The inside story of how FDR and the towering personalities around him waged war in the corridors of Washington, D.C., to secure ultimate victory on the battlefields of Europe and the Pacific during World War II.
Lacey deals with issues and strategies, including complex economic considerations, that many others have largely bypassed ... Comparisons to Doris Kearns Goodwin’s Team of Rivals (2005), about Lincoln’s cabinet, are inevitable, and, in fact, the two books make an excellent pairing. A convincing addition to the literature of WWII.
Mr. Lacey’s summary judgment, coming near the end of this superb book, is a fair one: 'World War II challenged Americans to rise to greatness. . . . Roosevelt led the way and stood at the pinnacle of events.'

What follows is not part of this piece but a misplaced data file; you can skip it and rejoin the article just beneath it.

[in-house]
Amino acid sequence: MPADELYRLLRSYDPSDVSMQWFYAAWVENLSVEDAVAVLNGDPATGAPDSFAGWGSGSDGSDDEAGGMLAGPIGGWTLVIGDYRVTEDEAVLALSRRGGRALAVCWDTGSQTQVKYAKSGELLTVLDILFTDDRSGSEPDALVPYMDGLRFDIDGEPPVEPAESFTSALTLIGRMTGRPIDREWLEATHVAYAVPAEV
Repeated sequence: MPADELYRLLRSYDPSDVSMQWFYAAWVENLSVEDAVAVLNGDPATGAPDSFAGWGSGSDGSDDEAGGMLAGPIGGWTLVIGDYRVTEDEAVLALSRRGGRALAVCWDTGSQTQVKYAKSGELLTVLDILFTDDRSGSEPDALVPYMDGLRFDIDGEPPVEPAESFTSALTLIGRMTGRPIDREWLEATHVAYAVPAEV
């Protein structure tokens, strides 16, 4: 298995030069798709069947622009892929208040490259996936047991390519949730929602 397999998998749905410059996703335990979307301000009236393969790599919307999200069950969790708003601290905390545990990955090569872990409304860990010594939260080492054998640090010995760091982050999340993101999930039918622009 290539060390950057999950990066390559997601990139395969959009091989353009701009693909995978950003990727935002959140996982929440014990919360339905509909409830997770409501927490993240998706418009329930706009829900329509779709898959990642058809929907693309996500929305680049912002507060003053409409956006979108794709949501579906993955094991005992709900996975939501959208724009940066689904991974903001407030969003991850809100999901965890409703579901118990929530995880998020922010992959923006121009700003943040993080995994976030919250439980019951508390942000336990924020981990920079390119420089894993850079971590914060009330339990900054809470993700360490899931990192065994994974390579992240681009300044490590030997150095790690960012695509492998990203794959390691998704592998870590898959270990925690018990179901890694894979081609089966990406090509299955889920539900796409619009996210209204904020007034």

This broad-gauged approach is at once the strength of the book and its weakness. The literature on World War II includes biographies of all the major actors and histories of the principal institutions. But no one before Lacey has wrangled such a large cast and covered so much bureaucratic ground. There is scarcely a significant quarrel or even mild dispute that Lacey doesn’t address, except the ones he deliberately avoids ... The weakness of the book is that the reader sometimes gets lost among all the characters ... This is great fun, and enlightening after a fashion, but the reader can wish for a more judicious weighting of the vignettes according to the heft of the participants. A similar reaction applies to coverage of topics. Lacey devotes a page to D-Day and a chapter to the Morgenthau Plan. Even if the punitive blueprint for postwar Germany had been adopted — it wasn’t — the largest amphibious operation in history deserves better.